Newsletter March 2016: What Organic Certification Means

The first week of March is always a hectic period here at Alden Hills. While most everyone else is starting to get the first hints of spring fever or intently following how their March Madness bracket is going to shape out, we at Alden Hills are finishing up our annual Organic certification paperwork. This yearly process usually involves lots of late nights and coffee (and I do mean A LOT of coffee) to get submitted before our deadline.

Organic certification can be as confusing a process for the farmer as it can be for the consumer. Unless you are dealing the Organics daily it can be murky on what exactly the certification is…certifying? So I’ve put down the crucial points of what achieving that certified Organic stamp actually means for a farm:

·        Non-GMO. To be certified Organic you have to prove that every seed purchased came from a non-GMO source. So this means that farms they must save every receipt to show the inspector as proof.

·        No Synthetic Chemicals. Organic certification does not allow any synthetics to be used. We manage the health of our soil so that we don’t need chemicals. For example; to prevent disease in our cattle we run them in fresh pastures daily so they are never in their own filth and we use cover crops to suppress pesky weeds.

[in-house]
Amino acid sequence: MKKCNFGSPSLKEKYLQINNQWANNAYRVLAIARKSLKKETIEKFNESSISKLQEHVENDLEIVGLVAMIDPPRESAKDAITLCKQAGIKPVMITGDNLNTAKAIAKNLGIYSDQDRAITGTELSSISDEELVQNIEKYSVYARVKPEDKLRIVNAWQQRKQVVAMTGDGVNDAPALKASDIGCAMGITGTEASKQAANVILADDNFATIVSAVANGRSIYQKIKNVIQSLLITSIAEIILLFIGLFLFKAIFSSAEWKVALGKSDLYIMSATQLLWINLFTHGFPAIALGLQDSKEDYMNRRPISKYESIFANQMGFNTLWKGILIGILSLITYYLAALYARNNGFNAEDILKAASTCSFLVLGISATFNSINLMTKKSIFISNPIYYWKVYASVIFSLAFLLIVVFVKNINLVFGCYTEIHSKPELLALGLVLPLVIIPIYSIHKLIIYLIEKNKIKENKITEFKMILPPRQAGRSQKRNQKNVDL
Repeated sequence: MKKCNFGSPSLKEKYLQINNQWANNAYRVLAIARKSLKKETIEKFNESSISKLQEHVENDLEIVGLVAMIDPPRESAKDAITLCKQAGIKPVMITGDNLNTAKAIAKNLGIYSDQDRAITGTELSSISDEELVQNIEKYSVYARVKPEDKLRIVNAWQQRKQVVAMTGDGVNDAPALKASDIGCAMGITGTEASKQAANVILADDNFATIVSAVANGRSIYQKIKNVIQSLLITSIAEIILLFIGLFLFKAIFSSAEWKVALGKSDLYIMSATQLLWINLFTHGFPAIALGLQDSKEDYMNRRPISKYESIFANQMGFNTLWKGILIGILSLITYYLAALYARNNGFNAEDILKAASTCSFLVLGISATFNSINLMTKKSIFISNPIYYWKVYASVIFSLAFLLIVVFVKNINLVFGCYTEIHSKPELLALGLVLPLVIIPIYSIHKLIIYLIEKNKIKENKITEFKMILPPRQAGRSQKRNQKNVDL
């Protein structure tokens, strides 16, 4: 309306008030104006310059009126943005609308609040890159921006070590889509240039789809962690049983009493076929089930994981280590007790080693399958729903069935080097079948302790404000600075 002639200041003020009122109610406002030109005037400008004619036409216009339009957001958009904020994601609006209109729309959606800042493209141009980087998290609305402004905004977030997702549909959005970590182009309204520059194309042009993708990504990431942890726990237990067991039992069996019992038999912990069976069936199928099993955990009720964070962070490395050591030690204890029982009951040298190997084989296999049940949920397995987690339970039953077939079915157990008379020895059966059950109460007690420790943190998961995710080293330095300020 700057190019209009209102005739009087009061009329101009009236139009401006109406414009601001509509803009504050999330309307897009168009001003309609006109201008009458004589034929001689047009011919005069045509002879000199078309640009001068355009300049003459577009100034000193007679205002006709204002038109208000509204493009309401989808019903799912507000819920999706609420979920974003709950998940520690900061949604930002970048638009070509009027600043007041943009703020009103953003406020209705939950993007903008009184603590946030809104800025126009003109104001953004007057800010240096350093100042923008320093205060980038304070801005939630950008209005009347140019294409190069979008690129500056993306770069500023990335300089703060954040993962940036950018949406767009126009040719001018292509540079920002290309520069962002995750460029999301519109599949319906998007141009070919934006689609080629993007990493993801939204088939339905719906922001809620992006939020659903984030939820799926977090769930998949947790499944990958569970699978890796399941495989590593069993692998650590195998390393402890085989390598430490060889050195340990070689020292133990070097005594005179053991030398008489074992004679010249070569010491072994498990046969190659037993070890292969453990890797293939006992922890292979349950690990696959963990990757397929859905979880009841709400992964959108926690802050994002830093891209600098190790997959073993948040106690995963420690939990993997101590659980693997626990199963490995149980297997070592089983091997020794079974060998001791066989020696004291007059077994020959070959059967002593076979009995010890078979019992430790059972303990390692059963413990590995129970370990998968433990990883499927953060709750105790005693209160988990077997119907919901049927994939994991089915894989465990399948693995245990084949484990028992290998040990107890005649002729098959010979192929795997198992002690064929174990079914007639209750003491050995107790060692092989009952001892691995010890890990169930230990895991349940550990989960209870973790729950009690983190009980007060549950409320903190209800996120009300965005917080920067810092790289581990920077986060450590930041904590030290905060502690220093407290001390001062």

·        Humane treatment of our animals. Organic certification requires that we have a plan in writing that describes how we specifically raise our animals in a humane way (For example, all animals must have access to outdoors, must be handled in stress-free environments, and must be butchered in a humane way). When we get our annual inspection the inspector will verify that we are doing what we say we are.

·        Organic Fees. When a farm is certified Organic they have to give a percentage of sales to their certifying agency. Since this fee is not a flat charge this is also one of the reasons that Organics are more expensive to buy.

·        Lots of minutiae. Most of the paperwork involved with Organic certification is about correcting a myriad of details. (For example: When the USDA changes regulations, which is very often, we have to correct label formats, reporting procedures, etc accordingly). It also means that we have to physically record everything that we bring on to our farm (manure, bedding, wash room sanitizers, etc).

So why do we bother with certification? It certainly isn’t the easy thing! We believe that the best way to provide you with the cleanest food we can is by achieving Organic certification. Anyone can claim to be raising animals humanely or on non-GMO feeds but without verification it’s just that, a claim.

It’s important to us that you, our customer, can be assured that we truly are raising your food the best way possible. It’s that important to us.

Levi Powers